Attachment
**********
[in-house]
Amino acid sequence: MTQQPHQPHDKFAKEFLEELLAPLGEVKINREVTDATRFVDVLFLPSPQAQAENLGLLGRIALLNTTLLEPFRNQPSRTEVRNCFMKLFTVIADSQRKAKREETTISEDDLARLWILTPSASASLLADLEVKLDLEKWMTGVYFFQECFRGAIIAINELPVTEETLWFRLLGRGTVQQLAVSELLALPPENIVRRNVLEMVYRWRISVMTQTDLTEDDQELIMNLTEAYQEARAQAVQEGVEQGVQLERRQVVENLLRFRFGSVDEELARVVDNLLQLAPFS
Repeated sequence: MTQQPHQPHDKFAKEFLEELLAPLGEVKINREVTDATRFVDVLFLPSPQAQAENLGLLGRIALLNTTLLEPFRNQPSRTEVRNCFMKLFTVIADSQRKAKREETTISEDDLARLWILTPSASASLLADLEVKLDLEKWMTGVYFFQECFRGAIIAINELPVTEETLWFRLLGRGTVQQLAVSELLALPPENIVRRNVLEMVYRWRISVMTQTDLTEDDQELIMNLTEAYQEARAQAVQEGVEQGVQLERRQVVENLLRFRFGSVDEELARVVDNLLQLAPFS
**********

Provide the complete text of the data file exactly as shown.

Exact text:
[in-house]
Amino acid sequence: MTQQPHQPHDKFAKEFLEELLAPLGEVKINREVTDATRFVDVLFLPSPQAQAENLGLLGRIALLNTTLLEPFRNQPSRTEVRNCFMKLFTVIADSQRKAKREETTISEDDLARLWILTPSASASLLADLEVKLDLEKWMTGVYFFQECFRGAIIAINELPVTEETLWFRLLGRGTVQQLAVSELLALPPENIVRRNVLEMVYRWRISVMTQTDLTEDDQELIMNLTEAYQEARAQAVQEGVEQGVQLERRQVVENLLRFRFGSVDEELARVVDNLLQLAPFS
Repeated sequence: MTQQPHQPHDKFAKEFLEELLAPLGEVKINREVTDATRFVDVLFLPSPQAQAENLGLLGRIALLNTTLLEPFRNQPSRTEVRNCFMKLFTVIADSQRKAKREETTISEDDLARLWILTPSASASLLADLEVKLDLEKWMTGVYFFQECFRGAIIAINELPVTEETLWFRLLGRGTVQQLAVSELLALPPENIVRRNVLEMVYRWRISVMTQTDLTEDDQELIMNLTEAYQEARAQAVQEGVEQGVQLERRQVVENLLRFRFGSVDEELARVVDNLLQLAPFS